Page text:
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'I can't be mad, I know I've got a life to keep living': Shively man asks community for help with his own funeral

With just months left to live, he says, one Shively man's circumstances led him to lean on the community for support, and they happily obliged.

LOUISVILLE, Ky. — A 44-year-old father from Shively said he just finished planning his own funeral—an unthinkable reality, he said, which was made possible by funds raised through the community.

"Yeah, it blows my mind," Kevin Hatfield, said. "But, I can't be angry or mad, I know I've got a life to keep living."

Doctors diagnosed him with colon cancer in the fall of 2021. He said the news felt like a punch to the gut.

"Just within that week, my whole life had changed. It was just unbelievable," he said. "I asked [the doctor] straight forward, you know? And he told me you know, six months to a year."  

It's been a whirlwind of emotions and hardship for him and his family in the 10 months since.

"It was terrible. Like, we was getting ready to live our golden years," he said, talking about his wife, Rebecca. "Our kids [were] 20 and 22. We had been together for 24-plus years. We [were] getting ready to live happily ever after."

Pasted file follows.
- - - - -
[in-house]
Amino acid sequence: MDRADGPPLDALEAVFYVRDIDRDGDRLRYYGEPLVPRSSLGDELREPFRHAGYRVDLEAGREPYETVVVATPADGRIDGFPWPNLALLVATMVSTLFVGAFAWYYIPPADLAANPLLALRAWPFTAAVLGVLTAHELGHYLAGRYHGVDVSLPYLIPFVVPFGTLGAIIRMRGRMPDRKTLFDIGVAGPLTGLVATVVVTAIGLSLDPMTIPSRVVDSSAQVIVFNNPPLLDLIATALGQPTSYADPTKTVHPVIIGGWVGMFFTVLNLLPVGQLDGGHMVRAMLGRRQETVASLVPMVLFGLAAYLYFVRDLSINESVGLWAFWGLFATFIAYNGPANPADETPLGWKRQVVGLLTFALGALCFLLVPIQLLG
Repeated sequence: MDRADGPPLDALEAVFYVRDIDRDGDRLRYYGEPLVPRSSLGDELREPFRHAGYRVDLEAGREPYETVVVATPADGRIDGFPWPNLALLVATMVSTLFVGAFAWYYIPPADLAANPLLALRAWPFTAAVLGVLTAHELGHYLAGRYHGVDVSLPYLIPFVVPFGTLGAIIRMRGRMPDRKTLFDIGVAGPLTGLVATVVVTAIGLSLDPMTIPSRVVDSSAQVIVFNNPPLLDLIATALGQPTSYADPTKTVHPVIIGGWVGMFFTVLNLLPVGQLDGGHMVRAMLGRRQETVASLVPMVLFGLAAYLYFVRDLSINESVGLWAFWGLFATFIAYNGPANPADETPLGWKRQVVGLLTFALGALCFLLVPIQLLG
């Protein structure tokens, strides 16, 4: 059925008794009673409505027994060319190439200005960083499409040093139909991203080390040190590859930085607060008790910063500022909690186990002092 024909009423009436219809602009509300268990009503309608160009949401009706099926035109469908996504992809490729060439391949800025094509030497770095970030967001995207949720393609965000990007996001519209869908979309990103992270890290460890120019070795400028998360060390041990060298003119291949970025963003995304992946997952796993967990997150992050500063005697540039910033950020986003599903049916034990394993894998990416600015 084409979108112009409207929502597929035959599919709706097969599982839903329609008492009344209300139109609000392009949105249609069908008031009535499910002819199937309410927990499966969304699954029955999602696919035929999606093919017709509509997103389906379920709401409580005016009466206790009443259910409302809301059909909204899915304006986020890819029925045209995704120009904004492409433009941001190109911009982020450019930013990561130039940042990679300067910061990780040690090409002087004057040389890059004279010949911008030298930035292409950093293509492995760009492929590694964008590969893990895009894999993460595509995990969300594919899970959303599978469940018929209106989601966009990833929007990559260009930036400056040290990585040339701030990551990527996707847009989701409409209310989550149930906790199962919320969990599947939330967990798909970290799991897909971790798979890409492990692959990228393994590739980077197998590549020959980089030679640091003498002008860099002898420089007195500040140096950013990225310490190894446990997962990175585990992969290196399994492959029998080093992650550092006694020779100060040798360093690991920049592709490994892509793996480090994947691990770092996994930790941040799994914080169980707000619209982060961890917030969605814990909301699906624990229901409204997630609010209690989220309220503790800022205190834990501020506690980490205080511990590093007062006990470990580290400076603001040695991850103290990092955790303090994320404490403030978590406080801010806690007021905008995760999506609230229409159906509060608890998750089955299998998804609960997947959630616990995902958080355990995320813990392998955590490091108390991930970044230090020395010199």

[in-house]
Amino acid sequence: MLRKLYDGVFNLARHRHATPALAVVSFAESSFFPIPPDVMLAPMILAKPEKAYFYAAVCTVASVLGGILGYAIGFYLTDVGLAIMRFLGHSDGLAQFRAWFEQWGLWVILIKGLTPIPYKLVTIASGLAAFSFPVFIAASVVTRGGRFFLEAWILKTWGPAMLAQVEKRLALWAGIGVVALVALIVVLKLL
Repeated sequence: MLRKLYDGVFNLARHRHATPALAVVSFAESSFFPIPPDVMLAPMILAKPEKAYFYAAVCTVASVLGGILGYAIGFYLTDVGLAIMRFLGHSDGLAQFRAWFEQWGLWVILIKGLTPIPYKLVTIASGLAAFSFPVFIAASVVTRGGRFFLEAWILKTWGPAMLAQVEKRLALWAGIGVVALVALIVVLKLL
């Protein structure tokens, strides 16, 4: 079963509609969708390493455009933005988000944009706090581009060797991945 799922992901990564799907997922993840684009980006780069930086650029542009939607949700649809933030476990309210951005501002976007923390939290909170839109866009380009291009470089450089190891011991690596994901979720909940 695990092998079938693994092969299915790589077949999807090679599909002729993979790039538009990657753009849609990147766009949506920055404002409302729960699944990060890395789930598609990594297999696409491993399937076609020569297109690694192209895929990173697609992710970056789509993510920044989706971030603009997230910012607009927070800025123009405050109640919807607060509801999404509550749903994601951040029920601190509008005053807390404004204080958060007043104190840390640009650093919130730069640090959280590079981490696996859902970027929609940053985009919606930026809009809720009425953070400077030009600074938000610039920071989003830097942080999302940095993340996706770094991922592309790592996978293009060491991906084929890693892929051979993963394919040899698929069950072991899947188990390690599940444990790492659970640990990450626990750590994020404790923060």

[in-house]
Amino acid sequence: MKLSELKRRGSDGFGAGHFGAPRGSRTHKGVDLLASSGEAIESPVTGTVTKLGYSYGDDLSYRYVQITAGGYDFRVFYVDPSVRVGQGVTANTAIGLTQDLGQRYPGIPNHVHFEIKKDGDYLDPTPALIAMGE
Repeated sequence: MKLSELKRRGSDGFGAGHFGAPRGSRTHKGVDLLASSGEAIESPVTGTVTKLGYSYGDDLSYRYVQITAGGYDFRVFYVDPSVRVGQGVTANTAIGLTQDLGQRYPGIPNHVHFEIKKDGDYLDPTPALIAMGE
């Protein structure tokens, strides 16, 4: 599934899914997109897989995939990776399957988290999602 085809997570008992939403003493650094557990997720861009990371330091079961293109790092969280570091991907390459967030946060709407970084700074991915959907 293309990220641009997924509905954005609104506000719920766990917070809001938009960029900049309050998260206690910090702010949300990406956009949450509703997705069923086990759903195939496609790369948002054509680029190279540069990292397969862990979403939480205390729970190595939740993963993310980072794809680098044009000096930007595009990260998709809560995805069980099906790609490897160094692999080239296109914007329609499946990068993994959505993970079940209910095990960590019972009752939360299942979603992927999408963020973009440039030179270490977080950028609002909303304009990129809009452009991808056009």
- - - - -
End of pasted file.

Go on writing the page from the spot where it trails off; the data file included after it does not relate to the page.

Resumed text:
Instead, Hatfield underwent 12-rounds of chemotherapy treatment.

"I have no feeling in my feet, I have no feeling in my hands or my fingers, the  inside of my mouth is sore all the way down my throat. [Doctors] give me as much, as much as I can [handle] to keep me comfortable," Hatfield said. "That's all I can ask for: give me a quality life to where I'm not bedridden, and where i can get out and help people."

Though as the months passed, Hatfield realized he's soon to be the one in need of help. As the costly chemotherapy treatments kept coming round after round, he knew he wouldn't be able to afford his funeral arrangements. 

That's when he asked the community for help.

"I can't believe the amount of support," he said. "You know, I made one little Facebook post, man."

That post, a Facebook fundraiser, brought in more than $10,000 in less than a month. Hatfield says the gesture was both moving and a huge relief.

"When [the funeral] happens, it helps me knowing that my family doesn't have to do nothing but walk into that place and everything is taken care of," Hatfield said. "And they get the, the closure that they need." 

He says in the coming months, his only focus will be spending time with his family and friends.

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